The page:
Republican presidential candidate Newt Gingrich tried to stem the damage from reports that he earned more than $1.6 million from Freddie Mac during the housing crisis, issuing a statement reiterating his defense that he never lobbied for the mortgage-finance giant and that he made that fact clear to all his consulting clients after he left Congress.
While denying that he ever advocated against legislation affecting Freddie Mac, Gingrich’s statement did not address one of the more serious issues raised by a Bloomberg News story published on Tuesday: that Gingrich was tasked with building bridges to congressional Republicans and to develop an argument on behalf of the company’s public-private structure that would resonate with conservatives who wanted to dismantle it.
Freddie Mac and larger sibling Fannie Mae have long been under attack by conservatives, who oppose interference in the mortgage market by the two government-sponsored enterprises, which are part public and part private.
Gingrich’s statement stressed that Freddie Mac was “a small part of the client and revenue base of the Gingrich Group,” and it noted that the former House speaker also had contracts with IBM, Microsoft, and the U.S. Chamber of Commerce. The consulting group’s fees were “comparable to that of many consulting firms.”
In the most extensive account to date of Gingrich’s work for the mortgage giant, Bloomberg reported on Tuesday that Freddie Mac paid Gingrich $1.6 million to $1.8 million over an eight-year period from 1999, when he left Congress, to 2008, when the second of two contracts ended.
Gingrich said at a candidates’ debate last week that he advised the organization that its involvement in the subprime mortgage market was “insane” and that its business model was helping to cause a housing bubble. The Bloomberg story said, “None of the former Freddie Mac officials who spoke on condition of anonymity said Gingrich raised the issue of the housing bubble or was critical of Freddie Mac’s business model.”
The sources told Bloomberg that Gingrich was expected to provide written material that could be circulated among free-market conservatives in Congress. The two mortgage entities were ultimately became insolvent as a result of subprime mortgages.
Below is the complete text of Gingrich’s statement, issued late in the day on Wednesday:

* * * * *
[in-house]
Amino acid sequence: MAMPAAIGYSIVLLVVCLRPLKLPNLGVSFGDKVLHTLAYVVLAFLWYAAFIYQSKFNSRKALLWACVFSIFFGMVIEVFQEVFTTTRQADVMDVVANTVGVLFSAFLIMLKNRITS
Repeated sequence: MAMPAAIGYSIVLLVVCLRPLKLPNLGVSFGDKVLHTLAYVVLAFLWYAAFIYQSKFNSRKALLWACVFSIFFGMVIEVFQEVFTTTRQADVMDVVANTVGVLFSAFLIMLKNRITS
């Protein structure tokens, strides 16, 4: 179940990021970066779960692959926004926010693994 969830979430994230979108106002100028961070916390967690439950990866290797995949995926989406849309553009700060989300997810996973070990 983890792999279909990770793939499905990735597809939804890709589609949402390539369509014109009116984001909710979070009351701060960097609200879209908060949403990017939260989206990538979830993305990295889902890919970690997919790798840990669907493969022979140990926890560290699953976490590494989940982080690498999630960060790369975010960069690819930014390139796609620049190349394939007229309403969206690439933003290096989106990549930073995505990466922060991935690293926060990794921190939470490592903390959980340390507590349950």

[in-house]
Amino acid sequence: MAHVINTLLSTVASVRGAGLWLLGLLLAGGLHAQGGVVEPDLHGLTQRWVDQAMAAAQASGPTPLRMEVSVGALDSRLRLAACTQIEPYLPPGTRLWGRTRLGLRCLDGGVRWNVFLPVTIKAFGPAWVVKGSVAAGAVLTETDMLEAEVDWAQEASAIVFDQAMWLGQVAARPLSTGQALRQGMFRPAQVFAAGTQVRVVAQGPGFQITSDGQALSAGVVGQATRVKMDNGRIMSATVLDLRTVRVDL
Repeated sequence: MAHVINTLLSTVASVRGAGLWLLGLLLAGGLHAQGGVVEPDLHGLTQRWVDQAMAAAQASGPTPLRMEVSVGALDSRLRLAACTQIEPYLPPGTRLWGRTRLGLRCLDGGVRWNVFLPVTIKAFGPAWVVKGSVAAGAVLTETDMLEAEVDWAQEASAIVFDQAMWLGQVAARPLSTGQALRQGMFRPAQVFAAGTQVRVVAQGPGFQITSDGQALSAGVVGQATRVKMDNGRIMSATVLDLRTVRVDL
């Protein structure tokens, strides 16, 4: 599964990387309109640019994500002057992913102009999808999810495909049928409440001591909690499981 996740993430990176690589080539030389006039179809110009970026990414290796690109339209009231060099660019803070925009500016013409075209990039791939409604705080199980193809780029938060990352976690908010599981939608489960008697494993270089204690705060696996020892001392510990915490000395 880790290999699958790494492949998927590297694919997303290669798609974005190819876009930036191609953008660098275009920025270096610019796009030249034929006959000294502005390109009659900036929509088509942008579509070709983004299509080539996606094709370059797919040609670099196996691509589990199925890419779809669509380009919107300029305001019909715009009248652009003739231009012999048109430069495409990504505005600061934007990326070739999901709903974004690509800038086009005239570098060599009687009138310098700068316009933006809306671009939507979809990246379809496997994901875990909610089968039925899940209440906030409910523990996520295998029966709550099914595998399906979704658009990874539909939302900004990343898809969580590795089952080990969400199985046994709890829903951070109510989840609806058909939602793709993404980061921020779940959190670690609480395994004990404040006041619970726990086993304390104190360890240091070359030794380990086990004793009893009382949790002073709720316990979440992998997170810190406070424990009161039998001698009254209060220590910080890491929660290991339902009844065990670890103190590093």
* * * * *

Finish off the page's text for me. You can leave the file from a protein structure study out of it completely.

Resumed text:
Atlanta, Ga.--ln response to a Bloomberg News story today about Freddie Mac's hiring of the consulting firm, The Gingrich Group, over the course of an eight year period, Newt 2012 released the following fact sheet:
- Newt Gingrich welcomes scrutiny of his record in public office and as a small businessman. Gingrich believes that properly vetting the potential next president is absolutely necessary in a free society and that a properly vetted nominee for the Republican Party will better be able to defeat President Obama and lead our country in rebuilding the America we love.
- Gingrich has never lobbied for Freddie Mac, or any client, nor has anyone in any of the organizations he founded after leaving office as part of their work with them. Gingrich made a decision after resigning that he would never be a lobbyist so that nobody would ever question the genuine nature of his advice and perspectives. This prohibition against lobbying was made very clear to all Gingrich Group clients and strict internal protocals were developed to prevent lobbying. Today’s Bloomberg article confirms that Gingrich and his firm did no lobbying for Freddie Mac.
- Nor did Gingrich, as part of his contract, advocate against pending legislation affecting Freddie Mac, as Gingrich was accused of doing by the moderator at the CNBC debate in Michigan. This, too, was confirmed by the Bloomberg News article this morning.
- Freddie Mac was a small part of the client and revenue base of The Gingrich Group and Gingrich’s various small businesses. The Gingrich Group offered strategic advice to a wide variety of clients about a wide variety of issues, including IBM, Microsoft, The US Chamber of Commerce and more. Gingrich Group fees were comparable to that of many consulting firms.
- Gingrich is broadly favorable of the concept of Government Sponsored Enterprises (GSE) but believes the financial crisis shows that Fannie Mae and Freddie Mac should be broken up and their smaller successors be moved off of government guarantees and into the free market.
- Gingrich also is in favor of efforts to increase home ownership in America but as a conservative believes it has to be within a context of learning how to budget and save in a responsible way, the opposite of the lending practices that led to the financial crisis.